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A History of English Autobiography explores the genealogy of autobiographical writing in England from the medieval period to the digital era. Beginning with an extensive introduction that charts important theoretical contributions to the field, this History includes wide-ranging essays that illuminate the legacy of English autobiography. Organized thematically, these essays survey the multilayered writings of such diverse authors as Chaucer, Bunyan, Carlyle, Newman, Wilde and Woolf. Written by a host of leading scholars, this History is the definitive, single-volume collection on English autobiography and will serve as an invaluable reference for specialists and students alike.
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Gooch

My Autobiography

Author: Graham Gooch,Frank Keating

Publisher: HarperSport

ISBN: 9780002187220

Category: Cricket players

Page: 446

View: 861

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Liberty's Dawn

A People's History of the Industrial Revolution

Author: Emma Griffin

Publisher: Yale University Press

ISBN: 0300194811

Category: History

Page: 315

View: 1377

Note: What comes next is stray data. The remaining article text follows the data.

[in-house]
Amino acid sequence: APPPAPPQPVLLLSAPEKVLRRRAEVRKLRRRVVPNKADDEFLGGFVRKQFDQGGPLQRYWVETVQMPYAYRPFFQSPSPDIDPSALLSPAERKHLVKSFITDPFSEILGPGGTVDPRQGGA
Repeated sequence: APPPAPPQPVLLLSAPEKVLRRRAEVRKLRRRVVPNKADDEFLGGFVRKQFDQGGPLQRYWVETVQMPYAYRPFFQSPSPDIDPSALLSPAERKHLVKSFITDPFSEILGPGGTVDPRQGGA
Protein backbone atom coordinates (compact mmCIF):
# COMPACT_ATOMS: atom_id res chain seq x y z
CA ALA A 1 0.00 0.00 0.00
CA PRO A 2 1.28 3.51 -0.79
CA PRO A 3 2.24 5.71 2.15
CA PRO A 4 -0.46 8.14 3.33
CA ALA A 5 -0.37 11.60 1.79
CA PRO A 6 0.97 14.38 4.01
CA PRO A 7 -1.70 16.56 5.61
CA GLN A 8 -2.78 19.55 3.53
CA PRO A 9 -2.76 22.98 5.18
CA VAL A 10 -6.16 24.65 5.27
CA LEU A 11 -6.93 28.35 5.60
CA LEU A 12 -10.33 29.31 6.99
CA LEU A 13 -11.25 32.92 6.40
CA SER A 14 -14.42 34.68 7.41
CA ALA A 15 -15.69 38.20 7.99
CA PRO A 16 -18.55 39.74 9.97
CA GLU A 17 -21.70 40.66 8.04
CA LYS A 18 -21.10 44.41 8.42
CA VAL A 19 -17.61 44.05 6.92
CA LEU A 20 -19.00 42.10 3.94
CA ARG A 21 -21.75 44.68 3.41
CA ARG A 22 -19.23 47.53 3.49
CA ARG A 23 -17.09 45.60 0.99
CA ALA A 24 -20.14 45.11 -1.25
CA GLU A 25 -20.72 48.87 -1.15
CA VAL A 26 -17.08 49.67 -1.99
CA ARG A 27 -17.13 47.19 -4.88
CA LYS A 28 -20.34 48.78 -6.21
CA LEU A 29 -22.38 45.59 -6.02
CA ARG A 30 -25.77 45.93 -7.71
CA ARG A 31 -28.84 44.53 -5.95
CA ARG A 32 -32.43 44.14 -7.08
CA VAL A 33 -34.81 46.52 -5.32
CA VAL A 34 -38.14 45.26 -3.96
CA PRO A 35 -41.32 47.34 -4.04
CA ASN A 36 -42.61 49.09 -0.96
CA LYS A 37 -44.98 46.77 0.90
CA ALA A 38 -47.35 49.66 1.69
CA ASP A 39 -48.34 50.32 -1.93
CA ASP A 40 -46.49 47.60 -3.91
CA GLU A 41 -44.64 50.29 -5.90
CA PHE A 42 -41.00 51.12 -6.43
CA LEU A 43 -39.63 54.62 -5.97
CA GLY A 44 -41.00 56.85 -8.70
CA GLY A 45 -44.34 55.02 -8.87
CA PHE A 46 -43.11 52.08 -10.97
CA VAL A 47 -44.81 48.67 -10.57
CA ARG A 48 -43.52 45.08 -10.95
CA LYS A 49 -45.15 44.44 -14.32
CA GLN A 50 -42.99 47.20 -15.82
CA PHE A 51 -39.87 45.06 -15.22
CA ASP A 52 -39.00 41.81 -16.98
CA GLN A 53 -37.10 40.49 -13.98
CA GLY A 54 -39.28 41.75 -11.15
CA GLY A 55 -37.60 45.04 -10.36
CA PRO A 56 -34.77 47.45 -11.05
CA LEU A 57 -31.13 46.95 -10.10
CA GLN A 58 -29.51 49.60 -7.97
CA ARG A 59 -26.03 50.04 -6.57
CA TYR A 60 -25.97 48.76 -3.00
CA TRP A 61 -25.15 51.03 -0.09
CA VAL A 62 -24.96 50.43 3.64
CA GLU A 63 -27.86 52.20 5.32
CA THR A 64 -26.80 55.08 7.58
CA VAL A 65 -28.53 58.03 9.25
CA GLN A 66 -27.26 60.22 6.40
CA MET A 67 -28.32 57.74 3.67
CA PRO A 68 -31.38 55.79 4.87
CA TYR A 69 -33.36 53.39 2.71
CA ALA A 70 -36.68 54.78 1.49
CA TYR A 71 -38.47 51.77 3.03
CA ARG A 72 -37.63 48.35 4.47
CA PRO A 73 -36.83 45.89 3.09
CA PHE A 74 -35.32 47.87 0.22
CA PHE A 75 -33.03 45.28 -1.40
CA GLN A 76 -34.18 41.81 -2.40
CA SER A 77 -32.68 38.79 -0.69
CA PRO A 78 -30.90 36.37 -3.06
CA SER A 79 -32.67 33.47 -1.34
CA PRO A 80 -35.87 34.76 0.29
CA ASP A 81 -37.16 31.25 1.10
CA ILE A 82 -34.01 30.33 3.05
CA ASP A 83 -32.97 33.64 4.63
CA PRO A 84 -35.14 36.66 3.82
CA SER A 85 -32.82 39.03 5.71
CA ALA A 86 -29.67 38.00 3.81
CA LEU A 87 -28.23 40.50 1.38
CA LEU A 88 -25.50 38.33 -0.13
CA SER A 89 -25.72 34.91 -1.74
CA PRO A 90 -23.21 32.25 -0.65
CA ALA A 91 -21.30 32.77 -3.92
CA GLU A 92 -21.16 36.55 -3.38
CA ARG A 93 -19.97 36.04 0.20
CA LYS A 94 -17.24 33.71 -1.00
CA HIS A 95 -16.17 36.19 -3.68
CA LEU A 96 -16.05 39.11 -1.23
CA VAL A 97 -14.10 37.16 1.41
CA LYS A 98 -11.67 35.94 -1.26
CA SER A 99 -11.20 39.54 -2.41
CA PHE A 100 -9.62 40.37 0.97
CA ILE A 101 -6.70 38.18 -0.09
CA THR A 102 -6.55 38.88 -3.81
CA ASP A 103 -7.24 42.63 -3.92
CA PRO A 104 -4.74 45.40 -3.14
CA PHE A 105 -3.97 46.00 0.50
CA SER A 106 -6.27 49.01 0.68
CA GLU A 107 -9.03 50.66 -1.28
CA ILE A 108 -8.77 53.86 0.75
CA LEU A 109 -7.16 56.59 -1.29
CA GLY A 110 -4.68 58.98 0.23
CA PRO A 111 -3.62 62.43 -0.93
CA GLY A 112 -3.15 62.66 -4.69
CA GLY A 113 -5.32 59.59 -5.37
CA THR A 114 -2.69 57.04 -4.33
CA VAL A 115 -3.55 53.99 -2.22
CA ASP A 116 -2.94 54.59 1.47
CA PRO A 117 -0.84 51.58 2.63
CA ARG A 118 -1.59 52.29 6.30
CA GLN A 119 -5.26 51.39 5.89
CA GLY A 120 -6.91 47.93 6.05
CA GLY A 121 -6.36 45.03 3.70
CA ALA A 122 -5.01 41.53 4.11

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“Emma Griffin gives a new and powerful voice to the men and women whose blood and sweat greased the wheels of the Industrial Revolution” (Tim Hitchcock, author of Down and Out in Eighteenth-Century London). This “provocative study” looks at hundreds of autobiographies penned between 1760 and 1900 to offer an intimate firsthand account of how the Industrial Revolution was experienced by the working class (The New Yorker). The era didn’t just bring about misery and poverty. On the contrary, Emma Griffin shows how it raised incomes, improved literacy, and offered exciting opportunities for political action. For many, this was a period of new, and much valued, sexual and cultural freedom. This rich personal account focuses on the social impact of the Industrial Revolution, rather than its economic and political histories. In the tradition of bestselling books by Liza Picard, Judith Flanders, and Jerry White, Griffin gets under the skin of the period and creates a cast of colorful characters, including factory workers, miners, shoemakers, carpenters, servants, and farm laborers. “Through the ‘messy tales’ of more than 350 working-class lives, Emma Griffin arrives at an upbeat interpretation of the Industrial Revolution most of us would hardly recognize. It is quite enthralling.” —The Oldie magazine “A triumph, achieved in fewer than 250 gracefully written pages. They persuasively purvey Griffin’s historical conviction. She is intimate with her audience, wooing it and teasing it along the way.” —The Times Literary Supplement “An admirably intimate and expansive revisionist history.” —Publishers Weekly